5 Things You Might Not Have Known About Manatees

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Native to the Caribbean Sea and the Gulf of Mexico, Florida manatees are slow, gentle and somewhat clumsy giants of the marine ecosystem. They spend most of the summer months in the Mexican Gulf and may take their vacation as far north as the waters of Cape Cod, but they make their way into the warmer waters of Florida every November to escape the cold of winter. Manatees can swim in short bursts at 20 miles per hour, but are typically slower at 3-5 miles per hour — swimming like dolphins in slow motion.

Here are 5 things you might have not known about manatees.

1. They rely on power plant outflows to keep themselves warm

Despite their large body size and weight of at least 1,000 pounds, manatees lack a continuous layer of fat like whales to keep them warm during winter. So when marine temperatures fall below 68 degrees Fahrenheit, they have to move to areas of higher temperatures to survive. Previously manatees fled to warm water springs for survival in winter, but nowadays many of them rely on the heated water pumped into the ponds or canals around private and municipal power plants. They often cluster around these power plant outflows throughout winter. While the power plants have increased the wintering spots for manatees farther north, the fact that the animals tend to return to the same spots every winter means they could return to inactive power plants and die of cold in the unheated waters.

2. Manatees grow new teeth throughout their life

Manatees spend 6-8 hours every day eating sea grass and other marine vegetation. Since the food contains tiny sand granules that wear their teeth down gradually, the sea cows eventually lose their teeth and have to grow new ones. Manatees constantly grow molars at the back corners of their mouth so that once the front teeth wear down and ultimately fall out, the molars emerge fully and push forward new teeth. Another interesting fact is that manatees are anatomically incapable of attacking anyone or anything with their teeth due to the location and orientation of the teeth. You have to insert your whole hand into a manatee’s mouth before you can reach their teeth, which means it’s virtually impossible for them to bite or attack with their teeth.

3. Manatees use their lungs to regulate their buoyancy

The lungs of manatees run along their spines to the top of the body — more or less like a flotation tank that runs along the animal’s backside. The sea giants use their rib cage muscles to compress the lung volume and increase the density of their bodies to sink and then relax the muscles to allow them to come to the water surface to breathe. Even when asleep, their rib cage muscles relax and expand their lung volume, carrying them gently to the water surface. After breathing, the muscles contract to enable the animals to sink effortlessly back under water.

4. Relatives to the now-extinct Steller’s sea cow

Discovered in 1741 in the Commander Islands, Bering Sea, the Steller’s sea cows were animals of the size of a small whale. After their discovery they were hunted to extinction by the year 1786 — killed in large numbers and wiped out by the fur hunters who lived in the frozen north Pacific. As part of the dugong family, the Steller’s sea cow grew to 30 feet long, feasted on kelp, had no teeth and could survive in cold environments, which are deadly to modern manatees. Apart from their close link with the Steller’s sea cow, manatees also have enough exclusive evolutionary adaptations to enable classification in their own order, Sirenia. The order Sirenia includes the three manatee species (African, Amazonian and West Indian) and the dugong. On land, the closest relative of the manatee is the elephant, a fact exemplified by the 3-4 tiny nails on the end of every flipper of a manatee, which is quite similar to the elephant’s toenails. Likewise, the prehensile upper lips of manatees are similar to a shrunken version of the elephant’s trunk.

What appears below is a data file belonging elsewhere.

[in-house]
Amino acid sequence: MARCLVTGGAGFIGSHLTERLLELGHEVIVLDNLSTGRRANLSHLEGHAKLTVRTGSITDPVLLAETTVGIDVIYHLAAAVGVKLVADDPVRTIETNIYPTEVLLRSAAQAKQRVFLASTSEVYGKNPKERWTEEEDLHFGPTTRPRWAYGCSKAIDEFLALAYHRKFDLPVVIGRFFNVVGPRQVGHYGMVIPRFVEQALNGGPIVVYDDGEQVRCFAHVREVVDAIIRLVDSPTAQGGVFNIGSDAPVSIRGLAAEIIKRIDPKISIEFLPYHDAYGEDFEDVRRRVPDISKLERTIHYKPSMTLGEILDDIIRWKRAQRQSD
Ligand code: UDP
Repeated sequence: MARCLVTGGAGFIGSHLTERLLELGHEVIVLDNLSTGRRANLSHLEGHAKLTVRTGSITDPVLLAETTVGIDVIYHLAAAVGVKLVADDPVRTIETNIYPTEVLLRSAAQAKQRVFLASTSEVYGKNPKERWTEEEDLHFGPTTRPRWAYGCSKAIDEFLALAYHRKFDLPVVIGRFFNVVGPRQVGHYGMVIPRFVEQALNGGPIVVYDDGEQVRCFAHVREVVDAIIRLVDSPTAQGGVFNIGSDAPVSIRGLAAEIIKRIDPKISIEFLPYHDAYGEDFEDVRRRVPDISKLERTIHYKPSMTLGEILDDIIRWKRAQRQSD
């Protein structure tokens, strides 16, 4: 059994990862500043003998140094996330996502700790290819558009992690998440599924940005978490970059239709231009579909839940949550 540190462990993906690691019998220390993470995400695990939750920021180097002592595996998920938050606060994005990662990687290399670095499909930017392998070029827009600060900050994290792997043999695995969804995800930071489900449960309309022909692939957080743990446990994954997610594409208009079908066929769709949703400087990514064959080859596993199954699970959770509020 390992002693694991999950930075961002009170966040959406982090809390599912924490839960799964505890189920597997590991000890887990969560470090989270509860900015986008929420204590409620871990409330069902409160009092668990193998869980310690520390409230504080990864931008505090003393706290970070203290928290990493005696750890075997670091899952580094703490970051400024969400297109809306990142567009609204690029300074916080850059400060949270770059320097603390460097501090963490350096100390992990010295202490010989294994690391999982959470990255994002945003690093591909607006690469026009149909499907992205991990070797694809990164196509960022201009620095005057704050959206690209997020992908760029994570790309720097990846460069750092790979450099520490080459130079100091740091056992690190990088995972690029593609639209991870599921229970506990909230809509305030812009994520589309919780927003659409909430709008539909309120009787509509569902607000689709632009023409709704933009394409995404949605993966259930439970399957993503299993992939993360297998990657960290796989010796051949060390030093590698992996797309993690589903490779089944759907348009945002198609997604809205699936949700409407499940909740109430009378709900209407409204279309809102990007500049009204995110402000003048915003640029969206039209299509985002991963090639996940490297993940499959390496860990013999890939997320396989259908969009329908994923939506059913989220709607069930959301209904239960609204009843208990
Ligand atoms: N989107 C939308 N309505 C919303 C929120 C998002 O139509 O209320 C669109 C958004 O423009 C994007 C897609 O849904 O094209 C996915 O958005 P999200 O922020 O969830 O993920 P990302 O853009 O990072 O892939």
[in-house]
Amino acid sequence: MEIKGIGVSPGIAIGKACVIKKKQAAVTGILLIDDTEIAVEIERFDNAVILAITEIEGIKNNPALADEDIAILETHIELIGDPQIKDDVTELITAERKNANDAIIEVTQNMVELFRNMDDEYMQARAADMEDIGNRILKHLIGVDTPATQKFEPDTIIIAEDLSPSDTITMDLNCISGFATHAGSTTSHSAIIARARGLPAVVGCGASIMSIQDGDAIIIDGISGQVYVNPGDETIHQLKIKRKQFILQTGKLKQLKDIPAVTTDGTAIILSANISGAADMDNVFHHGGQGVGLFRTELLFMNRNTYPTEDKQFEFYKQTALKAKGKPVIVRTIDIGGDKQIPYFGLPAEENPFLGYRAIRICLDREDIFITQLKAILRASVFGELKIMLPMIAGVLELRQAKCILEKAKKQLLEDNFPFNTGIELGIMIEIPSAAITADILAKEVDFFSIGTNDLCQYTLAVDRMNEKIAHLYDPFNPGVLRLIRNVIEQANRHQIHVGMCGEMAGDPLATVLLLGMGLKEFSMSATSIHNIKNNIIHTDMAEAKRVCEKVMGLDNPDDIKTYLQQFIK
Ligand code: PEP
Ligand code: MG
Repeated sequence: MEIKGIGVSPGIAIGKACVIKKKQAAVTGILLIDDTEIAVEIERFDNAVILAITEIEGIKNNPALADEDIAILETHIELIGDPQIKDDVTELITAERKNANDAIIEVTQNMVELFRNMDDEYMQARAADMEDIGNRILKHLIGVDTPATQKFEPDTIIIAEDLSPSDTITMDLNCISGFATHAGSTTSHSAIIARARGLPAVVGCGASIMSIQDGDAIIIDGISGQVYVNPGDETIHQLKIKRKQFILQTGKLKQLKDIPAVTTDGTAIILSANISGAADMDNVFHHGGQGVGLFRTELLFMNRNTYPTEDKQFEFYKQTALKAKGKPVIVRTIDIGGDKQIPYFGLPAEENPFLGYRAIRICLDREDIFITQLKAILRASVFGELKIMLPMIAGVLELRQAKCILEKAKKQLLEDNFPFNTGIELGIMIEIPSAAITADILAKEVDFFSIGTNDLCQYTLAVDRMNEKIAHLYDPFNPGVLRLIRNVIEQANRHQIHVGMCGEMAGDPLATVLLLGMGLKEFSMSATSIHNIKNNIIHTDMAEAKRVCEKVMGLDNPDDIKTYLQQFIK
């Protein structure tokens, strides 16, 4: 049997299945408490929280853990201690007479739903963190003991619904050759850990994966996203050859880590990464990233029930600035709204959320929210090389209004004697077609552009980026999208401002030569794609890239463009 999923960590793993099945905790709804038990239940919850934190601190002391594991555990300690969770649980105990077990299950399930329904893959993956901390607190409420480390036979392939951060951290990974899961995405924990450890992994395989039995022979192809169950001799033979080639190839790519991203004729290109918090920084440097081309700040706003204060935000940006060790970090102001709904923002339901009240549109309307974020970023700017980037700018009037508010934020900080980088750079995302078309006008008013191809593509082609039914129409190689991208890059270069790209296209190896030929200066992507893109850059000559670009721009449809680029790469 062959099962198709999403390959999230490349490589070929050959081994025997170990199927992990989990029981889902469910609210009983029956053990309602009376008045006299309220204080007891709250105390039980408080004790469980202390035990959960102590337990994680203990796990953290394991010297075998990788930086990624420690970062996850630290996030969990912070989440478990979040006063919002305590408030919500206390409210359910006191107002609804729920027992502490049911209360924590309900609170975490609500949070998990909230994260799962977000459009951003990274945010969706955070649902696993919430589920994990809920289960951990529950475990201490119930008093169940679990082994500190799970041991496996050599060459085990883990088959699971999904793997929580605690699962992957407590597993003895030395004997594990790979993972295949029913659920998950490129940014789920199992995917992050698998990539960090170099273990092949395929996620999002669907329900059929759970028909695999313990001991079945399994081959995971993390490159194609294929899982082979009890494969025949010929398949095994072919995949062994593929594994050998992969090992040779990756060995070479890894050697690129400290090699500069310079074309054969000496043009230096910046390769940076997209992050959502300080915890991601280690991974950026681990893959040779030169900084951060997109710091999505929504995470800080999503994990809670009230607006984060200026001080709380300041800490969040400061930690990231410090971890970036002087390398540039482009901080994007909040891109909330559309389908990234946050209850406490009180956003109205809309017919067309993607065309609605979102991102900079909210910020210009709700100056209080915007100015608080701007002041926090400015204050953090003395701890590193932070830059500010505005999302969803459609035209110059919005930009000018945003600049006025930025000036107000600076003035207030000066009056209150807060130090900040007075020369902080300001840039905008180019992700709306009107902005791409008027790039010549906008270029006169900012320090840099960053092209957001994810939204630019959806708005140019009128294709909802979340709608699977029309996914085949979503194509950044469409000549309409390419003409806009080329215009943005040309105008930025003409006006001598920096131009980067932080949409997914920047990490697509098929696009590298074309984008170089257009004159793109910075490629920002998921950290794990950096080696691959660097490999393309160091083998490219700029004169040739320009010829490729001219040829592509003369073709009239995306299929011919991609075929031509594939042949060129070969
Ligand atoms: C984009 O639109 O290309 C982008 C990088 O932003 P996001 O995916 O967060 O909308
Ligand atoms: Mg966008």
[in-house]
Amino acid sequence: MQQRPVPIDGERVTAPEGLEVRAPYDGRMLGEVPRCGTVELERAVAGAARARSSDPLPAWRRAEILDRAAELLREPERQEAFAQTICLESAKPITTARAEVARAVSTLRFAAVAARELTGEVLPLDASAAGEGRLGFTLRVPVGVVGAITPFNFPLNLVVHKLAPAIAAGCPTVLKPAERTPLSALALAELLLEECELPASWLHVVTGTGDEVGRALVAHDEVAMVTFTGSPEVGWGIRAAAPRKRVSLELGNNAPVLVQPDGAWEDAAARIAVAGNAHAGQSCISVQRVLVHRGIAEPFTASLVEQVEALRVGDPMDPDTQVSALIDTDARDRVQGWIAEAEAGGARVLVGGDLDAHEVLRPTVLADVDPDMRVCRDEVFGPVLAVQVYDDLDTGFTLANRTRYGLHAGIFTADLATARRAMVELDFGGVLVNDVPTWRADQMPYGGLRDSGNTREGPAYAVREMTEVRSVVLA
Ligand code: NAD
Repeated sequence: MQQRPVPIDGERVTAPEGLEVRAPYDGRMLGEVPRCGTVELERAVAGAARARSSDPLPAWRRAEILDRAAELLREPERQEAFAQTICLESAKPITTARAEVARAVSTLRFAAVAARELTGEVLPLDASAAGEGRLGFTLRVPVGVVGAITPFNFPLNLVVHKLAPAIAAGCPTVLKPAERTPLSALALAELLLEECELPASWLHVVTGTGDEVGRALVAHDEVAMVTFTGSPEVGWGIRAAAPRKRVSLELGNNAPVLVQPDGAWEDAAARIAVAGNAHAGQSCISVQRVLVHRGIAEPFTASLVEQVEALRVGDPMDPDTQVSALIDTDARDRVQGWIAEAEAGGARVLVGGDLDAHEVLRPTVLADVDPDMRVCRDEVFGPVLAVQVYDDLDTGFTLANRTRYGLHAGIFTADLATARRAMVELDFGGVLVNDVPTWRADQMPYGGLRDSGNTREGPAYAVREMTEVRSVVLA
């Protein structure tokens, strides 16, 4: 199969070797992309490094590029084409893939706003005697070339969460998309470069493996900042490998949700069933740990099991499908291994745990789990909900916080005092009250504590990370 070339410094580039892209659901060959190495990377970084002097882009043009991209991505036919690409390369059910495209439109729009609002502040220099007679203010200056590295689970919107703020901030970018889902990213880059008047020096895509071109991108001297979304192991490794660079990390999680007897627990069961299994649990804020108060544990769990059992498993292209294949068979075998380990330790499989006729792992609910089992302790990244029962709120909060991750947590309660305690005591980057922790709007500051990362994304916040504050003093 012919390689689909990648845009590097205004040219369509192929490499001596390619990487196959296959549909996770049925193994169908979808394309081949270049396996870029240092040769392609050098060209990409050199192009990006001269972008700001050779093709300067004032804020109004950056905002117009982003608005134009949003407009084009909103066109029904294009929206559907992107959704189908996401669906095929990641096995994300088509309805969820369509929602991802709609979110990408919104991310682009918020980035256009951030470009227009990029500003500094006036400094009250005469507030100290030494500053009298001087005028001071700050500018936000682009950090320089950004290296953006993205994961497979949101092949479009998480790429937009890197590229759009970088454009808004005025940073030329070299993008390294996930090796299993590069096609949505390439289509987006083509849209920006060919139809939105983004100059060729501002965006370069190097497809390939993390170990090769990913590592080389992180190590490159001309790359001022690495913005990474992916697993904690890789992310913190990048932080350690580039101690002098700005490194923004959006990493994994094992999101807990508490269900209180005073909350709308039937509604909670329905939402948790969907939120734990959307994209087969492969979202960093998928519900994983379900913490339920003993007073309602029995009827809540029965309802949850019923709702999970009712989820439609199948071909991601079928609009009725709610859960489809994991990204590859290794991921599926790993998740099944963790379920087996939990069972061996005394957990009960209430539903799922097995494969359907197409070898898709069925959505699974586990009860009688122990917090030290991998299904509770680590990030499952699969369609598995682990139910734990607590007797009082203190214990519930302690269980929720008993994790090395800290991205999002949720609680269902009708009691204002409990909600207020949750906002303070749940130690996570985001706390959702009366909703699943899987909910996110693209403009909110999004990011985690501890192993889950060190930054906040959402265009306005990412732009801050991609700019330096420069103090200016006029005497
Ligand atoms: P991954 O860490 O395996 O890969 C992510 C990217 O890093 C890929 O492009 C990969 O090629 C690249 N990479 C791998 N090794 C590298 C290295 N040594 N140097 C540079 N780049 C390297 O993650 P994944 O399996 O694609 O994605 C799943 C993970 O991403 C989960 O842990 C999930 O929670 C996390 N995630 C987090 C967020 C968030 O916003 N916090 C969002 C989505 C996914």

5. The biggest threats to their survival come from human activities

Manatees have no natural predators and due to their size even big 12-foot alligators give way for them to pass. Unfortunately, this doesn’t work with humans who tend not to give way to these docile and defenseless creatures. Humans can kill or injure manatees with their watercraft and often degrade the animals’ habitat by building up the coastline and blocking natural springs. Human activities also have accelerated the loss of seagrass, leading to both manatees and their environment beings classified as endangered. And even with up to 18 Florida counties having manatee protection zones that prohibit boat access or require boaters to slow down, collisions with watercraft is still a leading threat to manatee survival.

Are you interested in kayaking and swimming with manatees? Or would you like a thrilling, exciting and memorable manatee tour? At Captain Mike’s that’s what we’ve been helping thousands of adventurers, outdoor enthusiasts and nature lovers to achieve every year. We have some of the most stable, comfortable and safest boats, skilled, knowledgeable and experienced captains and boat crew, and the most reliable equipment and gear to make every manatee tour fun and delightful. And if you want to rent a boat, we have a huge assortment of kayaks to choose from. So just contact us as soon as you begin planning your manatee tour and we’ll help you achieve your dream outing with these lovely marine giants. For more information on manatees, manatee tours and outdoor activities around Crystal River, visit the “Captain Mike’s Swimming With The Manatees” site.


Swimming with the Manatees boasts the best water adventure in Crystal River, Florida with lots of things to do for you and your family. For more information, contact us online, or call us at (352) 571-1888.

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